How Greed Over An Inheritance Can Lead To Murder

It is a sad fact of life that the anticipation of receiving an inheritance can lead to appalling behaviour – including murder.

Jonathan Frankowski Sr

The children of an elderly man, who was killed by his nephew, claim that their father’s sisters had him killed for their $200,000 inheritance.

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According to the New York Post, the children of victim Jonathan Frankowski Sr, claim in a civil suit that their cousin and convicted killer, Jonathan Roman, 44, was acting at the discretion of his mother, Sandra Roman and aunt, Annmarie Porter.

Frankowski Sr was appointed executor of their mother’s will after she died in 2013.

His sisters wanted him dead so they could inherit another $100,000 apiece along with the $200,000 each they were already getting from their mother’s estate, according to The Post.

inheritance, slayer statute, slayer law, forfeiture rule, will, estate

Victim Jonathan Frankowski Sr.

Frankowski Sr’s daughter, Kim Delaney, told The Post that to her aunts ‘it was a fortune’ and they ‘wanted that money as soon as possible’.

In 2014, Frankowski Sr, who was 71 at the time, went missing for more than a week and was found dead after his nephew confessed to killing him.

Frankowski’s mother, Helen Frankowski, died at age 91 and her family had been slow to divide up her estate, according to John Jr. Their actions would indicate that they tried to speed up the process by having their brother and executor killed.

Marina Calabro

Prosecutors say a friend of the elderly lady’s nephew beat and suffocated the 84-year-old Calabro in the kitchen of her Bedford Street home in December 2001 as her nephew, Anthony Calabro, served as a lookout outside the building. Marina Calabro’s lifeless body was later moved to the bottom of her stairs, leading investigators to conclude at first that she had fallen. Prosecutors said the three friends aspired to careers as hired mercenaries and had talked about killing Marina Calabro so he could collect money she had promised to leave to him in her will.

Joseph McAndrew

A man found “guilty but mentally ill” in the murders of several family members will not be able to inherit from his victim’s estate.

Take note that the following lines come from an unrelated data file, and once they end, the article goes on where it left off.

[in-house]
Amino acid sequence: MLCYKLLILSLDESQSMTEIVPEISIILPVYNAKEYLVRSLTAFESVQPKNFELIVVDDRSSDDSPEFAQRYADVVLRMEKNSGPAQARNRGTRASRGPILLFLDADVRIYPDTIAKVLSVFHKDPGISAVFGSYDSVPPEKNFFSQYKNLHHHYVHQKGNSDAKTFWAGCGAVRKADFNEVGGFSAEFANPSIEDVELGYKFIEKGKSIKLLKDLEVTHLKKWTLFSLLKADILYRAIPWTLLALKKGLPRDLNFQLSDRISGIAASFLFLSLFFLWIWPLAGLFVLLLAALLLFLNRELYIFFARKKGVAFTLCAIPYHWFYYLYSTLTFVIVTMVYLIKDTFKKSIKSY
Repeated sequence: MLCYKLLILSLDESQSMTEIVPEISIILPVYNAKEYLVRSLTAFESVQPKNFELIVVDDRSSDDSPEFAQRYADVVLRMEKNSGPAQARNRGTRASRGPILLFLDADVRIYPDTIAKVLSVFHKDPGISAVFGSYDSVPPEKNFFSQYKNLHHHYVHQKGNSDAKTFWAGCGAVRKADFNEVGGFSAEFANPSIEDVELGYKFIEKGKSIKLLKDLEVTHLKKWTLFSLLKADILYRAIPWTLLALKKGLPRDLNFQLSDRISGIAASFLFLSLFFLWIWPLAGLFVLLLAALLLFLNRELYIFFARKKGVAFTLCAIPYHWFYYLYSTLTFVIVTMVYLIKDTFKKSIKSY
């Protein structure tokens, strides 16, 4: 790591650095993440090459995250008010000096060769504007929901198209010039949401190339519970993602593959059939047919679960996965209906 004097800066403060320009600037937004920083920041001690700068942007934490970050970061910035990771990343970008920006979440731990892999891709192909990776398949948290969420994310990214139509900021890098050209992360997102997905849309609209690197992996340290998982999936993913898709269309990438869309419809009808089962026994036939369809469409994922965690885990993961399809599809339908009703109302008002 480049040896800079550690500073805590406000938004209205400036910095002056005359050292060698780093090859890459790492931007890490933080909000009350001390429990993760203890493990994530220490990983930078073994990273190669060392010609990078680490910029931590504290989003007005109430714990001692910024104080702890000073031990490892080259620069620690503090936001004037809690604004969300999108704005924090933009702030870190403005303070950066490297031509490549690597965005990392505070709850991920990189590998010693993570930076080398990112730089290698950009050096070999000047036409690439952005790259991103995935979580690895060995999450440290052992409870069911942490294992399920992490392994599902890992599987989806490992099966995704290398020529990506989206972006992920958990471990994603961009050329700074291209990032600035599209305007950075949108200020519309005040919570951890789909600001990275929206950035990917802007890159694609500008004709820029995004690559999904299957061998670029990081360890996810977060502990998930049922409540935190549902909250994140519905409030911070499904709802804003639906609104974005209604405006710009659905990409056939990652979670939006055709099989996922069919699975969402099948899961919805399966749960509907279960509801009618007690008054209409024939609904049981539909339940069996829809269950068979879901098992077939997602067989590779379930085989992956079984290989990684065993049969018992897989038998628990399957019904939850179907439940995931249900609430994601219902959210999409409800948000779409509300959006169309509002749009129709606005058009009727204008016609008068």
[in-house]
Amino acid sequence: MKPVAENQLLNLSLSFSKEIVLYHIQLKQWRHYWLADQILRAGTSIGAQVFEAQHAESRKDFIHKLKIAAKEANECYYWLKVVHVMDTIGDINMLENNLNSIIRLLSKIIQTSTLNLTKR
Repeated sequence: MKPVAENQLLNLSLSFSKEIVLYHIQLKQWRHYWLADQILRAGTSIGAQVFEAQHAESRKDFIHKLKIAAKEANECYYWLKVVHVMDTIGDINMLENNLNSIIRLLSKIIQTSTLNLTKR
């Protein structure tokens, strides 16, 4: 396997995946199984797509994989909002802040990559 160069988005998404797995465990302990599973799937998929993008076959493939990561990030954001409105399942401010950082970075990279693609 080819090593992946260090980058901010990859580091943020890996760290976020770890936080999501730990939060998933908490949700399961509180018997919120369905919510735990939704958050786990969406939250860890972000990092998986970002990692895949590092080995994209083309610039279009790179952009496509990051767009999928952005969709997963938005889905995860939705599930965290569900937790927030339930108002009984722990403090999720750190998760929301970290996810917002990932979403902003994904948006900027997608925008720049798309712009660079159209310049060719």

A unanimous three-judge panel of the court recently ruled that the law barred a “deeply mentally disturbed” man who killed three family members with a sword from receiving any inheritance from the estate of his mother, who he had killed.

“While the guilty but mentally ill verdict will entitle appellant to greater access to mental health treatment while in prison, it does not transform the verdict into a successful insanity defense, which would have resulted in an acquittal,” said Superior Court Judge Patricia Jenkins, who wrote the court’s opinion.

According to Jenkins, in March 2011, Joseph McAndrew killed his father, twin brother and mother, Susan McAndrew, with a sword. After the judge in a bench trial found McAndrew “guilty but mentally ill” of the three first-degree murders, he was sentenced to three consecutive terms of life imprisonment without parole.

Susan McAndrew had died without a will, and her husband and Joseph McAndrew’s twin brother were found to have predeceased her. This left Joseph McAndrew and Susan McAndrew’s father as the only heirs to her estate, Jenkins said. According to Jenkins, the estate was worth more than $837,000.

After the criminal proceedings, the lower court held that the killing was willful and Joseph McAndrew was a “slayer” who was barred from inheriting the estate.

McAndrew appealed, asking the Superior Court to treat his verdict the same as a verdict of “not guilty by reason of insanity,” which would allow him to inherit from his mother’s estate.

According to Jenkins, both parties agreed that the question presented an issue of first impression.

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The Slayer’s Act, Jenkins said, defines “slayer” an anyone who “participates, either as a principal or as an accessory before the fact, in the willful and unlawful killing of any other person,” and bars them from inheriting property or benefits from any victim’s estate.

Jenkins noted that prosecutors proved beyond a reasonable doubt that McAndrews committed first-degree murder, and McAndrew failed to prove that he was insane at the time. According to Jenkins, “the fundamental fact is that the appellant was found guilty of first-degree murder,” which by definition, means McAndrew committed a willful and deliberate crime.

“We find the trial court properly decided this matter based on the sound reasons in the Roberts court’s persuasive decision,” Jenkins said. “Accordingly, we hold that a verdict of guilty but mentally ill for first-degree murder bars a killer from inheriting from the decedent’s estate under the Slayer Act.”

supreme courtIn Queensland, the same doctrine is enshrined in common law, known as the Forfeiture Rule. A case in which Mitchells Solicitors acted tested whether the Forfeiture Rule is applied where someone assists the will-maker to commit suicide.

The Chief Justice considered the application of the common law forfeiture rule, in circumstances where Mr Nielsen, named as executor and beneficiary under the will of the deceased Mr Ward, had assisted Mr Ward to commit suicide, and had been convicted of that under s.311(c) of the Criminal Code.

His Honour referred to Troja v Troja (1994) 33 NSWLR 269, and also to the decision of the English Court of Appeal in Dunbar v Plant [1998] Ch 412 in which it was held that the common law forfeiture rule was not confined to cases of murder and manslaughter, and extended to assisting suicide.

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